“The market has been inclined to think that we were past all this and now it appears that we are definitely not past all this,” said Eric Winograd, senior economist at asset management firm AllianceBernstein. “And even if a tentative deal is eventually reached it has to shake the confidence that this will ever really be behind us. The value of a deal seems lower than in the past because it will seem fundamentally political. And if Trump sees it as in his political interest to restart the trade war, he will.”
Trump is banking on the idea that the U.S. is in a stronger economic position to withstand the impact of a full-scale trade war. One of his tweets cited 3.2 percent growth in the first quarter as evidence that his trade policies are working. Despite Monday’s sell-off, markets remain higher for the year after recovering from the last China scare that hit in December and January.
One Republican who spoke with Trump recently said the president is now less concerned about market volatility than in the past, thanks to strong economic fundamentals in the U.S.
“He doesn’t have a knee-jerk reaction because when you look at the overall trends in the last 2.5 years, we’ve had more highs than lows and there’s a lot of other positive developments — like unemployment and wage growth — that factor in as well,” said one former White House official.
But economists generally expect the U.S. economy to slow over the course of the year as the impact of tax cuts fade, major fiscal deadlines loom in Washington and the constant fear of bruising trade battles eventually erodes business and consumer confidence. And Wall Street analysts cite a recent return to sharp volatility as an indicator market are vulnerable to a much sharper sell-off should talks between the U.S. and China completely collapse.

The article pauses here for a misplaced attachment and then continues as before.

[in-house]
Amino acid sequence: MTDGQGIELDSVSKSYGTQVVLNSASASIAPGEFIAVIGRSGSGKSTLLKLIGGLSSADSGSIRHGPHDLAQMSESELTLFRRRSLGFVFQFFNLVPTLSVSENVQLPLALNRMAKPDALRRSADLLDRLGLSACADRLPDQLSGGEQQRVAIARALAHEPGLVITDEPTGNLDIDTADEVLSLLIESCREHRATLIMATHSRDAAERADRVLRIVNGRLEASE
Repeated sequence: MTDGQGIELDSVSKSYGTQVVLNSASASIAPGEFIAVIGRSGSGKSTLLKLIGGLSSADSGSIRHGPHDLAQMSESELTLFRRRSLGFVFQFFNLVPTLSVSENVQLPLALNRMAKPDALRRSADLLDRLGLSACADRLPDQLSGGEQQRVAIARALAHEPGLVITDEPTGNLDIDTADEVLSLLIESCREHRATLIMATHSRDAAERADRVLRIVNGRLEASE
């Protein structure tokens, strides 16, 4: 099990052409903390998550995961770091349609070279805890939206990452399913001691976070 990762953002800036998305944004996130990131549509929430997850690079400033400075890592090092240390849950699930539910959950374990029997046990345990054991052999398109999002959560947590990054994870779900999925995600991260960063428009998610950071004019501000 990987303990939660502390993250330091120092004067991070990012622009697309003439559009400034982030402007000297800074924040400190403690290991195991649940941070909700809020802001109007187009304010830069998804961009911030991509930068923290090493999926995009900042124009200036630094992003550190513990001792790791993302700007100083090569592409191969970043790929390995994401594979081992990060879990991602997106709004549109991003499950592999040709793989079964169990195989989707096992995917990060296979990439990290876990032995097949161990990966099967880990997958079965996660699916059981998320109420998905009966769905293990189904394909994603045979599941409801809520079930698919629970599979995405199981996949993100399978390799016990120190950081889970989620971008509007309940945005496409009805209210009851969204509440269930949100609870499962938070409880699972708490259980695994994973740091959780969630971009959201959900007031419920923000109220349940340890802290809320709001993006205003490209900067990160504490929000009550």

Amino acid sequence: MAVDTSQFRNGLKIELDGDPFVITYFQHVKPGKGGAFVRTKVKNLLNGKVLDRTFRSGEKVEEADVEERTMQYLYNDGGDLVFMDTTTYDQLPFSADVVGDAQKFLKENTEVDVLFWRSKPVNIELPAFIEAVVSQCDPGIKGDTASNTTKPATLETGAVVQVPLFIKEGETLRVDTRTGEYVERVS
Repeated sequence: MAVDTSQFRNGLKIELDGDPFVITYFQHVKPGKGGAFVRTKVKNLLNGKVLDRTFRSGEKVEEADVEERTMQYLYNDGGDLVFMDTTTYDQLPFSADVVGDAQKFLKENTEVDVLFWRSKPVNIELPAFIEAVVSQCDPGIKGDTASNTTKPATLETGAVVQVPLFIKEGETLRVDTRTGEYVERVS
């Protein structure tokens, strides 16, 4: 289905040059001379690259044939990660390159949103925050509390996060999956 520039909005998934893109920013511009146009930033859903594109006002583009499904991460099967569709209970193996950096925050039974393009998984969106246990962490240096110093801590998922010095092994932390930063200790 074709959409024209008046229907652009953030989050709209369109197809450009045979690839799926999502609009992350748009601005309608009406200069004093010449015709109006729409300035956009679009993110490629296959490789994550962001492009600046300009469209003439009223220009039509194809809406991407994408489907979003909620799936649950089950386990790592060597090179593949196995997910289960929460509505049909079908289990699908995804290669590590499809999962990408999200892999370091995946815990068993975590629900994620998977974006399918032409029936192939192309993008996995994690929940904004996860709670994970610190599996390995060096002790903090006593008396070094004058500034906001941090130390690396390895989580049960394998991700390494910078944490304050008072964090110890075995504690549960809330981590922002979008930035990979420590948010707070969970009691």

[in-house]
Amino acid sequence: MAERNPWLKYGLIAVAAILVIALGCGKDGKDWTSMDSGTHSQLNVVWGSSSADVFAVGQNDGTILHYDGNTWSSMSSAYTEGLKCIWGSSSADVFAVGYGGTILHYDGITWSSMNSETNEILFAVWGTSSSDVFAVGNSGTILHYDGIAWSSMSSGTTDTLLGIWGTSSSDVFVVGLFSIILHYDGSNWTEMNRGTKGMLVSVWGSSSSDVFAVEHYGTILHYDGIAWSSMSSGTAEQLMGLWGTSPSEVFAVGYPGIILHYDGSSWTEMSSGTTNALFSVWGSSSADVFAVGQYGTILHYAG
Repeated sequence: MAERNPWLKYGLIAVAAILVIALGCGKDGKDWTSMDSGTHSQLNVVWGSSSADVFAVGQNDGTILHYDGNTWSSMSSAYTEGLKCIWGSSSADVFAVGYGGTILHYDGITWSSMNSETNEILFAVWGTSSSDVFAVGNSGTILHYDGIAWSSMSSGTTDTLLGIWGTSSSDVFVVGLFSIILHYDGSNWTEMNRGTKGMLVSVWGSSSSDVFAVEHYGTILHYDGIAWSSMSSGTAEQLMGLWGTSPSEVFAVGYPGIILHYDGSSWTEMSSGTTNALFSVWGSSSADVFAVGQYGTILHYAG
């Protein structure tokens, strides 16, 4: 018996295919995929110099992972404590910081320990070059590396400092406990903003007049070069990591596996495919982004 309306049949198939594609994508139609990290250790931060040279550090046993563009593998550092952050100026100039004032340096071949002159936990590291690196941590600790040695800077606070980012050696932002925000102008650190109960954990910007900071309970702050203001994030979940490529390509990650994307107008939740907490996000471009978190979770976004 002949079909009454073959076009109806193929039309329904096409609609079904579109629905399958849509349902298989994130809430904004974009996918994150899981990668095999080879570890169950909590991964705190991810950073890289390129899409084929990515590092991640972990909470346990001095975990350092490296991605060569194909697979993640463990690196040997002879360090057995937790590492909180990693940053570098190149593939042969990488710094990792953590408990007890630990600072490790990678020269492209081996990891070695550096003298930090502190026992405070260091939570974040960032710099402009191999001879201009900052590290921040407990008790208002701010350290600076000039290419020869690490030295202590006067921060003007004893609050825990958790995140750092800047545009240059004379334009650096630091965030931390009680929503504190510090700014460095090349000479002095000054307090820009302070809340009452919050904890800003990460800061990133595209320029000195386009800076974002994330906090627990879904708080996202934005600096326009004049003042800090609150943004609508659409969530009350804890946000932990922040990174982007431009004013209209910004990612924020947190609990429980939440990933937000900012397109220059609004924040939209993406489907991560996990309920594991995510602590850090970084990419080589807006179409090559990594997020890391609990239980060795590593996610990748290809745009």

The president’s re-election team has also argued internally that he’s unlikely to lose support within the agricultural industry by continuing to press for changes in China’s trade practices. Echoing comments made by Republican Sen. Tom Cotton, Ark., over the weekend, one senior Trump campaign official said American farmers are “patriots” who recognize that this isn’t a case where “instant gratification is possible.”
“There is no denying that the Trump economy is booming, unemployment is at generational lows, and wages are rising,” said Tim Murtaugh, communications director for Trump’s 2020 campaign.
“A deal with China to end their bad behavior would provide even more long-term benefit to the economy. It’s also important to remember that China could solve all of this tomorrow by agreeing to stop stealing intellectual property, forcing the transfer of technology, manipulating currency, and dumping steel into the market,” he added.
After the Dow Jones industrial average dropped 712 points by early afternoon, stocks trimmed their losses some after Trump said he would meet with Xi Jinping at the G-20 summit in Japan next month. Many comments from both sides in the trade dispute have been timed to impact markets in both countries.
But as he spoke to reporters, Trump presented himself as unfazed by the drama unfolding on the trading floors of Wall Street.
“We’re in a very good position and I think it’s only going to get better,” he said.